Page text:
The house was warm. Darkly lit, but warm. Nick took his hat and gloves off as he wiped his feet on the doormat. The hallway was wide and open – not at all like his narrow terraced house. A large white staircase led to the first floor. The doors were painted glossy white and pot pourri was deposited in various ornamental bowls around the many cabinets and table nests.

“Come through to the kitchen,” she led the way.

Nick followed and absorbed the pictures in their frames that lined each wall. They were prominent with a husband, a dog and two children. His sister and his brother. Nick’s mouth went dry as he thought how alike they were.

The woman – his mother – didn’t appear to have anticipated his interest in the pictures, for she was already in the kitchen, turning on the kettle. Nick emerged from the hallway into a stunningly modern, open, bright, white kitchen. It was pristine save for the baking going on in the centre island counter. Money was oozing out of every appliance, cabinet and worktop. A conservatory had been built around trhe dining room, with six chairs wrapped around a solid mahogany table.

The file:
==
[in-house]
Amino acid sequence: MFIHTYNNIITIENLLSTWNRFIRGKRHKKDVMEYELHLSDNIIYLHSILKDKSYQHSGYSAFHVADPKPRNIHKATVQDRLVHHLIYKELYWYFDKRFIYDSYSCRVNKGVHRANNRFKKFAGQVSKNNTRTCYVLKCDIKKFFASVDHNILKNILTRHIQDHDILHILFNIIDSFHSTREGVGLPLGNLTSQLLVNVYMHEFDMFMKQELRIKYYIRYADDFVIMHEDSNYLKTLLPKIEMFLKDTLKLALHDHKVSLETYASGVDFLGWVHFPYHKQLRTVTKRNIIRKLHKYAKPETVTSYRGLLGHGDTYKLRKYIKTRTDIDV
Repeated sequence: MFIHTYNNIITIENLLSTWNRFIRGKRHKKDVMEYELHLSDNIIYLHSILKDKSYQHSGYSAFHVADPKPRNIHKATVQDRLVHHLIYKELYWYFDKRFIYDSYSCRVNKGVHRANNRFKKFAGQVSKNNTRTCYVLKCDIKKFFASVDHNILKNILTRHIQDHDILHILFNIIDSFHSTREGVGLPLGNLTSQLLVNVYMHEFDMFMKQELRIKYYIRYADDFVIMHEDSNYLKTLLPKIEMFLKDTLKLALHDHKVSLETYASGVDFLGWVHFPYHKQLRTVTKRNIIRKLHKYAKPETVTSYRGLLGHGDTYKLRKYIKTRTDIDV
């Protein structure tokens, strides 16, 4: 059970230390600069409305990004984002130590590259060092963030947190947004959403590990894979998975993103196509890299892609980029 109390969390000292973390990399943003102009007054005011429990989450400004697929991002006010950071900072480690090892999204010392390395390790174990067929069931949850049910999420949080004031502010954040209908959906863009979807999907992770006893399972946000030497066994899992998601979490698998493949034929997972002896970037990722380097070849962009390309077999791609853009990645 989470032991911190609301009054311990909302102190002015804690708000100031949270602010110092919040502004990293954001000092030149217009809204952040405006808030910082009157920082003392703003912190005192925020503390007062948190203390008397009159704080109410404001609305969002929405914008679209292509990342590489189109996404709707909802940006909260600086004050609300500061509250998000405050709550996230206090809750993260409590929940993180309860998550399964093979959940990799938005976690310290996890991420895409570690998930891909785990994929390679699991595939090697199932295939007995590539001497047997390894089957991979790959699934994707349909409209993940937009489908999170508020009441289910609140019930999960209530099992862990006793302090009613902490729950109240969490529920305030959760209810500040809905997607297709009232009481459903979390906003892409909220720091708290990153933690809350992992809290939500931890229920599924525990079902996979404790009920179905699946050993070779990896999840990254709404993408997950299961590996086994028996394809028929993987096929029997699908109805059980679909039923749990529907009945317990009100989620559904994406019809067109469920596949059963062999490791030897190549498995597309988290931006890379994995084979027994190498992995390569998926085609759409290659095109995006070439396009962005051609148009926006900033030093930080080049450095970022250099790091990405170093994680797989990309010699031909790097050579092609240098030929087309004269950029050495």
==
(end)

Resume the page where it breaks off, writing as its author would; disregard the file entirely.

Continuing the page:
Nick almost gasped. He didn’t feel worthy to take in this sight. The thought of his own place, messy and in complete disrepair. Dishes, books and random things collected like dust on every available space. This was its polar opposite.

“Tea or coffee?” she asked, professionally.

“Tea, please.”

She opened the cupboard and hesitated. Her hand was hovering over the range of different tea types available. She glanced back at him and then proceeded in taking the most common.

They remained in an awkward silence until the kettle boiled.

“Sugar?”

“Yes, please.”

“Two?”

He nodded.

“How much milk?”

“Just a dash.”

She handed the mug to him and promptly began staring at him. Nick sensed her quietly judging him. He was uncomfortable. Her stare was so intense, he felt as if every corner of his emotions were unravelling for her to view.

“How much?”

Nick almost spat back his tea, “What?”

“How much to make you leave and never return?”

“I don’t want your money?” Nick felt sick.

“Then what do you want?”

“What do you mean, what do I want?”

“You turn up after what – fifteen years? You must be expecting something.”

“Seventeen. I turned seventeen in December.” Nick thought she would have at least had known his age. “I got told. My parents told me just after Christmas.”